Get Started in the Business That’s Right for You

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A lot of people just know that having their own business is the best way for their efforts to bloom into success. If you’re one of them but are stuck on finding the right type of business, there’s a process for you to follow. Successful entrepreneurs use this approach all the time when launching new corporations or expanding product lines.

The natural place to begin when determining a business to start is to assess your own talents, experience, and interests. Look beyond your daily job duties. There are abilities that you may have utilized only infrequently in your work. In fact, you may have some ability that goes beyond your present job that you’ve had to use in helping others or pursuing as a hobby.

You might think of something you wanted to do at your present job that was denied by the bosses. Ross Perot had the idea of providing data processing services but the executives at his employer, IBM, didn’t like the concept. So he started his own data processing company, with IBM as his biggest customer. By leveraging the information you gather in your job, you’re likely to find several unfulfilled customer inquiries or complaints.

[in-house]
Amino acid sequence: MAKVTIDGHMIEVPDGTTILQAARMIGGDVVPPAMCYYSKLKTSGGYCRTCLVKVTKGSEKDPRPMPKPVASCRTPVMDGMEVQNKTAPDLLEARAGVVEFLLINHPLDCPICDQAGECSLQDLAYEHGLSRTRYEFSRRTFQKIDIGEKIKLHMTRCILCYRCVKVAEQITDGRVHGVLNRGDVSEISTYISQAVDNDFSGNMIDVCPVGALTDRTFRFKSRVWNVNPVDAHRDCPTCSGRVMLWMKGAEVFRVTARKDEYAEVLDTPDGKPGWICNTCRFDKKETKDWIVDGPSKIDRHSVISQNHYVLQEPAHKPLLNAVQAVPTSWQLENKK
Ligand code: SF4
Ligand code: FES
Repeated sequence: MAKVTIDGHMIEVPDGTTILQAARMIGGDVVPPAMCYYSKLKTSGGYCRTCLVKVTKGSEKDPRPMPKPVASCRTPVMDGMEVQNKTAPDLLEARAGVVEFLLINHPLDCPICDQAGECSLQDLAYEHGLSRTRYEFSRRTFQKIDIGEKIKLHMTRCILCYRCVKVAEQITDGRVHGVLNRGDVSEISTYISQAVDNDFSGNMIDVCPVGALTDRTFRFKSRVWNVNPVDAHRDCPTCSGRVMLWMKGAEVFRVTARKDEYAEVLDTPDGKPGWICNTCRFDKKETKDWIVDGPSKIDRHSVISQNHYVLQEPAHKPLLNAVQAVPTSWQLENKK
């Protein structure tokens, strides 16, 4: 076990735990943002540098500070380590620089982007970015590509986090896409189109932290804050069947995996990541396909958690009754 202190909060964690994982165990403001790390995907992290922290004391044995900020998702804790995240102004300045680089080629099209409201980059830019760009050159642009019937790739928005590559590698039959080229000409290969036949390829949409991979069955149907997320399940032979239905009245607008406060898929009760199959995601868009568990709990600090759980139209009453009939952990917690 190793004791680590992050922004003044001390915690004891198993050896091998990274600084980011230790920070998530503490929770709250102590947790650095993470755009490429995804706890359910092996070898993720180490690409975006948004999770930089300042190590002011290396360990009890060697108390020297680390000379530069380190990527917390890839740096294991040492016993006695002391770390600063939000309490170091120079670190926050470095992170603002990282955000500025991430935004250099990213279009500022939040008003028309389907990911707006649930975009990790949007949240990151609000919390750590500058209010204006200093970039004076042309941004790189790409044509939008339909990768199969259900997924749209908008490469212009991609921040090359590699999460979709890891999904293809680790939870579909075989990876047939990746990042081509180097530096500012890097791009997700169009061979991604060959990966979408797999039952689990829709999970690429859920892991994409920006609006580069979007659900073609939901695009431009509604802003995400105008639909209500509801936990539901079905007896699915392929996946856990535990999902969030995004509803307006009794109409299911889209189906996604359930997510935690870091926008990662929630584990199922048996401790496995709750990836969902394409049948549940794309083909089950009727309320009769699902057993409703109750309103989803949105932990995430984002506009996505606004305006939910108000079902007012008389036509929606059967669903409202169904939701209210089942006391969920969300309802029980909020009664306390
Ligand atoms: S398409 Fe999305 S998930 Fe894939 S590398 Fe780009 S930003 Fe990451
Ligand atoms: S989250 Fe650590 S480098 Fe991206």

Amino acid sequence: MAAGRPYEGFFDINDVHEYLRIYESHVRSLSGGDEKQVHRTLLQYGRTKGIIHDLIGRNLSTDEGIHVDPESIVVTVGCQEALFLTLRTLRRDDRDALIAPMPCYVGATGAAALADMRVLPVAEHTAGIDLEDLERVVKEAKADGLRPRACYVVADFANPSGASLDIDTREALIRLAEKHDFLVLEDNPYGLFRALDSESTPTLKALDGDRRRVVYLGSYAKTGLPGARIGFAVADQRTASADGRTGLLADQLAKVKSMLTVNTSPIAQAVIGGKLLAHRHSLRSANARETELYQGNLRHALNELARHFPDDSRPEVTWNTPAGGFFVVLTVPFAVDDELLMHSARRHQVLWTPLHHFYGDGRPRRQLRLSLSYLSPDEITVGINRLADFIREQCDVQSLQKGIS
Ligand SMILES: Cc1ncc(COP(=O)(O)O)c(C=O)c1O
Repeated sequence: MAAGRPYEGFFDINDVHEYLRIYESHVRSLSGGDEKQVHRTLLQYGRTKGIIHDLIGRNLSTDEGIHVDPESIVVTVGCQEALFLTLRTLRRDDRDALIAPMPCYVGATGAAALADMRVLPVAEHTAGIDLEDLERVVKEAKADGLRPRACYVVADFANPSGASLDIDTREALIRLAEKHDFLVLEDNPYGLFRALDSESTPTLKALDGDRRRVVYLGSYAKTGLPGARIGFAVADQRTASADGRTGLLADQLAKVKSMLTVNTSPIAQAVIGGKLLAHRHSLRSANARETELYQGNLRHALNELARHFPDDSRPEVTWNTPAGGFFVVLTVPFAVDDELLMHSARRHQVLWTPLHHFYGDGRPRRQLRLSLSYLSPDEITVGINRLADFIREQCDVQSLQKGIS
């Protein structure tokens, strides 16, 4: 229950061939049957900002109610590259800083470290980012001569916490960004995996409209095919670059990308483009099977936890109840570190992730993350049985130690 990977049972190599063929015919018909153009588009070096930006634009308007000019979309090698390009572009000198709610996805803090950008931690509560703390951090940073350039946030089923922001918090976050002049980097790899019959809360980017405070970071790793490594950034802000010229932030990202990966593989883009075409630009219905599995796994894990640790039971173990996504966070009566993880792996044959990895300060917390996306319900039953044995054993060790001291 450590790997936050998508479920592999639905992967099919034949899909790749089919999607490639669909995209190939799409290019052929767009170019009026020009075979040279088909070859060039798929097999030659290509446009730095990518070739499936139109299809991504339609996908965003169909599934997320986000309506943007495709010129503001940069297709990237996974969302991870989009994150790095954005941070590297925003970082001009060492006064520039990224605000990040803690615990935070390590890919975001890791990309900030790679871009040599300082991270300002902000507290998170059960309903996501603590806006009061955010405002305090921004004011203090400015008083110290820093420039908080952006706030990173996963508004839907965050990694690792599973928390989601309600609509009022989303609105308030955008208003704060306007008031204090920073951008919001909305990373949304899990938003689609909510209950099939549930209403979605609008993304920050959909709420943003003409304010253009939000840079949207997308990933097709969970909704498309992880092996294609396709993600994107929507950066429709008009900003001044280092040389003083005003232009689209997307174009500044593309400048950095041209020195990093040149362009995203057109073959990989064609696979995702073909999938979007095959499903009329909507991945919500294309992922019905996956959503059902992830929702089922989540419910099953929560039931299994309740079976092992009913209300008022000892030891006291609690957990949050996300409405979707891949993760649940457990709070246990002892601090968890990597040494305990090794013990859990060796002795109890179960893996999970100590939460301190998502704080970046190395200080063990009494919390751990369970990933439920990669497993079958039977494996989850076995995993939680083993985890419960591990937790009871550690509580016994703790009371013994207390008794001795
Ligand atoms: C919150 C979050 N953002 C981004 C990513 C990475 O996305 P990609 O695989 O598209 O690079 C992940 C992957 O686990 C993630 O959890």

Secondly, find something you have a passion about. That’s what Pierre Omydar did when he started his little internet business that became eBay. Omydar enjoyed collecting Pez dispensers as a hobby. This led him to create a website for hobbyists to sell their wares. You’ll find that marketing is a lot easier if you’re promoting something you really enjoy. Enthusiasm as a champion for your business is essential to success.

Finally, consider something that you can improve upon. Maybe you can offer a better pricing model by improving delivery logistics – like Sam Walton did with Wal-Mart. Or maybe you have a way of delivering dependable consistency in quality – like Ray Kroc did with McDonald’s.

You don’t have to make a significant improvement to become a large success. By delivering just a little bit of superior quality, your new business can become an enormous success. That’s a lot less risky than developing a new product with an unproven market. It’s the path taken by Krispy Kreme, which provided a slightly better tasting donut. That small difference permits the average Krispy Kreme franchise to sell 500 percent more per share foot than any food franchise in the country.